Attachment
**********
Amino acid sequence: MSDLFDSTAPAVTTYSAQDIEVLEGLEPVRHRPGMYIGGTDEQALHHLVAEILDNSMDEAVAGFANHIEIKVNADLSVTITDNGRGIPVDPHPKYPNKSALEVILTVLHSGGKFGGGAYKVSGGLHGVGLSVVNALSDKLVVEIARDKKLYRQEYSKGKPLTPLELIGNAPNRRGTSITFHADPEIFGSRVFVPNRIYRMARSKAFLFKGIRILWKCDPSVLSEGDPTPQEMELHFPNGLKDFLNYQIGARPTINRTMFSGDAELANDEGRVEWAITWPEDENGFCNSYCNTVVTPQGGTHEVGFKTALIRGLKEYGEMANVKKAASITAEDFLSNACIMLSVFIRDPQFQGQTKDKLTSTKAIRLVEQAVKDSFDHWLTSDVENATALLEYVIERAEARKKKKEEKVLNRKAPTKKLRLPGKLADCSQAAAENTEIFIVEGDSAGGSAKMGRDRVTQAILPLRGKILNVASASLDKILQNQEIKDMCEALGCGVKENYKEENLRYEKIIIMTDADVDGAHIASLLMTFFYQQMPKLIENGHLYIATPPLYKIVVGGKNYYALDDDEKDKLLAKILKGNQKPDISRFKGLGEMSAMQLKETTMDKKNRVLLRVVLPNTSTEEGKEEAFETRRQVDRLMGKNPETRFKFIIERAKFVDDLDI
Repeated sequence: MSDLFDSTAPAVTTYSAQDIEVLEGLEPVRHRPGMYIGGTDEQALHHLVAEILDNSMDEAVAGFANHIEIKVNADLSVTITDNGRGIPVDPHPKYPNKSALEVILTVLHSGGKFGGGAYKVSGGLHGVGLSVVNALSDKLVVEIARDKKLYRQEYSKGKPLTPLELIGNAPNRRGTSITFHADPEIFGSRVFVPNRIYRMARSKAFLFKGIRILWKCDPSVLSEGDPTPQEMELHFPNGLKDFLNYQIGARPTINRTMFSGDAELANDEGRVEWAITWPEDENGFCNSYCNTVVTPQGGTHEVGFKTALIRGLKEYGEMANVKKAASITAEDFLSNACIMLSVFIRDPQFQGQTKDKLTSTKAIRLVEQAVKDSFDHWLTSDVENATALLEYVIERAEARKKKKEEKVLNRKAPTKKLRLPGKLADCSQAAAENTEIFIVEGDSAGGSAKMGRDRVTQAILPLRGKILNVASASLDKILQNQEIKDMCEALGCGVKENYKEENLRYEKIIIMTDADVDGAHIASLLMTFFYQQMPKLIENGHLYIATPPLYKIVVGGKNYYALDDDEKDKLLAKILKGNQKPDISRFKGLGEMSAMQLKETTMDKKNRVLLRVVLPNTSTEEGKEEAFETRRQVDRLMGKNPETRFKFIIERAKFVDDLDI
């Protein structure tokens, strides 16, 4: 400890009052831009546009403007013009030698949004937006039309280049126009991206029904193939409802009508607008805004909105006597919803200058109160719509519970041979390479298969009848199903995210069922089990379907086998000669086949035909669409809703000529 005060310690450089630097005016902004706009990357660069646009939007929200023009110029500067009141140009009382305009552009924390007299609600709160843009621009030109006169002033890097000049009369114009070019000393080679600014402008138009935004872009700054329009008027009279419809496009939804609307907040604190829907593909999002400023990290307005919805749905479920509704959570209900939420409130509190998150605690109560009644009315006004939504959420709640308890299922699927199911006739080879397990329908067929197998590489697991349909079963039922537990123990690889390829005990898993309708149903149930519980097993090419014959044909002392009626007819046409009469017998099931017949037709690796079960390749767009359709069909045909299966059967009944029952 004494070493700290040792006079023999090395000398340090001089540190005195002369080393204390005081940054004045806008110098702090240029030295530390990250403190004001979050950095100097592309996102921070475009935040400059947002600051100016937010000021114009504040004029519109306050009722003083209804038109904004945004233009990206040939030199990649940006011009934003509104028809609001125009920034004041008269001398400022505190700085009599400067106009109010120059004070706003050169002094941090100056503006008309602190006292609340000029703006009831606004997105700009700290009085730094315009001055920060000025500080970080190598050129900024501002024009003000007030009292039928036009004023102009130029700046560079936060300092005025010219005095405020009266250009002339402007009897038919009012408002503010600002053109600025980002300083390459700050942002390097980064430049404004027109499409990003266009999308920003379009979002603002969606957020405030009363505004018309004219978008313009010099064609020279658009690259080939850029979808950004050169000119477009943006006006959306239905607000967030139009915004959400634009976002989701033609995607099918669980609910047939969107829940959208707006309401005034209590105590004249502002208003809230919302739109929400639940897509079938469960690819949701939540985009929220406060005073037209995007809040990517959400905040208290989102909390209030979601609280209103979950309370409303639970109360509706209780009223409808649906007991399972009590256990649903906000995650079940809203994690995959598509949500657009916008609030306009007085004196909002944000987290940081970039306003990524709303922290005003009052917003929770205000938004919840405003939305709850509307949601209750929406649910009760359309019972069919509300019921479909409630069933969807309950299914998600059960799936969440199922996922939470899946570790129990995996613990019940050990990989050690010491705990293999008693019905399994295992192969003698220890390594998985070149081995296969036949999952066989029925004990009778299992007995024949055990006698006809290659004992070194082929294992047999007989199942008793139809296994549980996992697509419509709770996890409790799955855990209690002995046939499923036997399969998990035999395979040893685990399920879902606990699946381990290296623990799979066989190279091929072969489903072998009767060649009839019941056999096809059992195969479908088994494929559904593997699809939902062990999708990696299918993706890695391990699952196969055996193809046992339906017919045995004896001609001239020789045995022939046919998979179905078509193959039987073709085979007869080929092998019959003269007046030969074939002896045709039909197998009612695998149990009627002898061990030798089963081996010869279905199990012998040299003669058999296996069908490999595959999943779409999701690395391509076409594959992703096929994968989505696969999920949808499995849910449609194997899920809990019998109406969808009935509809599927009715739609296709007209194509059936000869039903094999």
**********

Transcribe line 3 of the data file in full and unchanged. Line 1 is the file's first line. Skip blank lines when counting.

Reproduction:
């Protein structure tokens, strides 16, 4: 400890009052831009546009403007013009030698949004937006039309280049126009991206029904193939409802009508607008805004909105006597919803200058109160719509519970041979390479298969009848199903995210069922089990379907086998000669086949035909669409809703000529 005060310690450089630097005016902004706009990357660069646009939007929200023009110029500067009141140009009382305009552009924390007299609600709160843009621009030109006169002033890097000049009369114009070019000393080679600014402008138009935004872009700054329009008027009279419809496009939804609307907040604190829907593909999002400023990290307005919805749905479920509704959570209900939420409130509190998150605690109560009644009315006004939504959420709640308890299922699927199911006739080879397990329908067929197998590489697991349909079963039922537990123990690889390829005990898993309708149903149930519980097993090419014959044909002392009626007819046409009469017998099931017949037709690796079960390749767009359709069909045909299966059967009944029952 004494070493700290040792006079023999090395000398340090001089540190005195002369080393204390005081940054004045806008110098702090240029030295530390990250403190004001979050950095100097592309996102921070475009935040400059947002600051100016937010000021114009504040004029519109306050009722003083209804038109904004945004233009990206040939030199990649940006011009934003509104028809609001125009920034004041008269001398400022505190700085009599400067106009109010120059004070706003050169002094941090100056503006008309602190006292609340000029703006009831606004997105700009700290009085730094315009001055920060000025500080970080190598050129900024501002024009003000007030009292039928036009004023102009130029700046560079936060300092005025010219005095405020009266250009002339402007009897038919009012408002503010600002053109600025980002300083390459700050942002390097980064430049404004027109499409990003266009999308920003379009979002603002969606957020405030009363505004018309004219978008313009010099064609020279658009690259080939850029979808950004050169000119477009943006006006959306239905607000967030139009915004959400634009976002989701033609995607099918669980609910047939969107829940959208707006309401005034209590105590004249502002208003809230919302739109929400639940897509079938469960690819949701939540985009929220406060005073037209995007809040990517959400905040208290989102909390209030979601609280209103979950309370409303639970109360509706209780009223409808649906007991399972009590256990649903906000995650079940809203994690995959598509949500657009916008609030306009007085004196909002944000987290940081970039306003990524709303922290005003009052917003929770205000938004919840405003939305709850509307949601209750929406649910009760359309019972069919509300019921479909409630069933969807309950299914998600059960799936969440199922996922939470899946570790129990995996613990019940050990990989050690010491705990293999008693019905399994295992192969003698220890390594998985070149081995296969036949999952066989029925004990009778299992007995024949055990006698006809290659004992070194082929294992047999007989199942008793139809296994549980996992697509419509709770996890409790799955855990209690002995046939499923036997399969998990035999395979040893685990399920879902606990699946381990290296623990799979066989190279091929072969489903072998009767060649009839019941056999096809059992195969479908088994494929559904593997699809939902062990999708990696299918993706890695391990699952196969055996193809046992339906017919045995004896001609001239020789045995022939046919998979179905078509193959039987073709085979007869080929092998019959003269007046030969074939002896045709039909197998009612695998149990009627002898061990030798089963081996010869279905199990012998040299003669058999296996069908490999595959999943779409999701690395391509076409594959992703096929994968989505696969999920949808499995849910449609194997899920809990019998109406969808009935509809599927009715739609296709007209194509059936000869039903094999």